Last week's $29 billion in new corporate bond issues pushed September's total past $100 billion. Borrowers came from insurance, shipping, international financials, pharmaceuticals, and energy. Here's a rundown of a few borrowers and what they plan to do with all that money.
The week's biggest borrower was Watson Pharmaceuticals (NYSE:AGN), with $3.9 billion spread across five-, 10-, and 30-year issues. Watson -- with an $11 billion market cap -- will be putting the new money toward its 4.25 billion euro acquisition of Actavis.
NBC Universal, majority-owned by Comcast (NASDAQ:CMCSA), floated $2 billion in 10- and 30-year paper. The money will be used to redeem a little more than $400 million of higher-rate paper and "for working capital and general corporate purposes, which may include funding a portion of the anticipated future redemptions of GE's interest in NBCUniversal, LLC."
UPS (NYSE:UPS) wrapped up $1.75 billion of new borrowing in five-, 10-, and 30 year paper. The money will be used to pay off some 4.5% notes maturing in January. Today's lower rates will deliver about $35 million per year in interest savings to the big shipping company.
MetLife (NYSE:MET) was in the market with five- and 10-year tranches of $500 million each. This transaction is a little complicated. The proceeds are used to pay obligations to holders of common equity units, who will then "purchase newly issued shares of MetLife common stock from MetLife, under stock purchase contracts constituting part of the common equity units."
Coal miner Alpha Natural Resources (NYSE:ANR) demonstrated the difference between investment-grade debt and high-yield debt, or junk. Its $500 million, five-and-a-half-year new issue carries a coupon rate of 9.75%. The money is being used to purchase up to $350 million of 3.25% convertible notes due in 2015 and for general corporate purposes.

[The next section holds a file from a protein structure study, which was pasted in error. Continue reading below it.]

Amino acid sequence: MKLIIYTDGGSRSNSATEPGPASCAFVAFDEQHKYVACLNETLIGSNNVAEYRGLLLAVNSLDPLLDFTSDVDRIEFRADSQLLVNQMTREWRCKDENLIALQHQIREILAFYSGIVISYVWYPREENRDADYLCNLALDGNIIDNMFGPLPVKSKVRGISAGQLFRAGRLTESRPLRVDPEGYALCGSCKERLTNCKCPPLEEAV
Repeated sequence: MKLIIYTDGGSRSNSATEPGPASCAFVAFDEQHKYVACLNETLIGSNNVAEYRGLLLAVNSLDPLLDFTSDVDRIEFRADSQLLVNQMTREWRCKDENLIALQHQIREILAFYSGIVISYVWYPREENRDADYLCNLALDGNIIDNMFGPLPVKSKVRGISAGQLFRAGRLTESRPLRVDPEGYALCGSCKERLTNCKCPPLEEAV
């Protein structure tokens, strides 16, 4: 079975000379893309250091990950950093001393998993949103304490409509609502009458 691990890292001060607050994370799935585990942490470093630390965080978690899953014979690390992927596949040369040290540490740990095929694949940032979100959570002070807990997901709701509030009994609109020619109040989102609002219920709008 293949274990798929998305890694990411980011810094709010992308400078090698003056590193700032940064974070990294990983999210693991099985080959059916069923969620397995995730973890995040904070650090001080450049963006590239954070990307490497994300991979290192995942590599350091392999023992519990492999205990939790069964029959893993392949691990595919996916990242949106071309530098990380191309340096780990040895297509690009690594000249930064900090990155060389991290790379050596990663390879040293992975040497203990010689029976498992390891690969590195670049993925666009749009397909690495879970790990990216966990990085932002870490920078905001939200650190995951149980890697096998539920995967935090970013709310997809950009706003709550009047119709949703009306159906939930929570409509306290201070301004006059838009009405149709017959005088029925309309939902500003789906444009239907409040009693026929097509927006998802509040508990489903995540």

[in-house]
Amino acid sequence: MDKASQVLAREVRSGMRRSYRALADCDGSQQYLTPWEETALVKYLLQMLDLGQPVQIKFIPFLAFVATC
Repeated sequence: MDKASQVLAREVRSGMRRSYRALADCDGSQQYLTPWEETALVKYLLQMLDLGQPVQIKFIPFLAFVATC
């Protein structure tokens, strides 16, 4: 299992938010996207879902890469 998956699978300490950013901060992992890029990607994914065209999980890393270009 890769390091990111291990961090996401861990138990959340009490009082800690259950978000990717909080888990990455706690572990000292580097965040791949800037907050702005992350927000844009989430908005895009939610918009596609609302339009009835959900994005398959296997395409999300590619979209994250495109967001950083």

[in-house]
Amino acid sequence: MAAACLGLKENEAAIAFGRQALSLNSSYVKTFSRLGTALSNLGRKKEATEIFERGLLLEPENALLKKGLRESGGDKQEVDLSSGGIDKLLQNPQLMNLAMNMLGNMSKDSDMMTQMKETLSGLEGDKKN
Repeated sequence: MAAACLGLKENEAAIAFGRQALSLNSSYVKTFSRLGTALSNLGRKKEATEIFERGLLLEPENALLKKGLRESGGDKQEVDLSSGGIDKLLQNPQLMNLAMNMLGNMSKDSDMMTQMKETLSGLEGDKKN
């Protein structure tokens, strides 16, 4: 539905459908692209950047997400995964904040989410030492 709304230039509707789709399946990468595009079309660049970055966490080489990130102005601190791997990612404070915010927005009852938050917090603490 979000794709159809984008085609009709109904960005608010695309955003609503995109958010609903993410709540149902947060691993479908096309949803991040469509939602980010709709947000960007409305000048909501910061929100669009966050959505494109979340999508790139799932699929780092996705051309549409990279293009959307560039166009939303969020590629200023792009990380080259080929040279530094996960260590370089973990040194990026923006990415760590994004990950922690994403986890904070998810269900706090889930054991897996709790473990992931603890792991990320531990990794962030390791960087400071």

Financial borrowers based outside the U.S. issued $7 billion of last week's total. Germany's KfW development bank tapped markets for $3 billion of 10-year debt. Credit Agricole (based in France), Swedbank (based in Sweden), and Canadian Imperial Bank of Commerce borrowed $1 billion each. Other foreign financials borrowing U.S. dollars last week were Banco Bilbao Vizcaya Argentaria (based in Spain), Global Bank (based in Panama), and Industrial Bank of Korea.
Companies don't appear to be having any trouble issuing bonds -- especially companies with decent credit ratings. Bond issues are rarely exciting, and they don't get the press of a big IPO or acquisition announcement, but it is important for investors to keep tabs on the borrowing habits of companies they own and what those companies are doing with the money.
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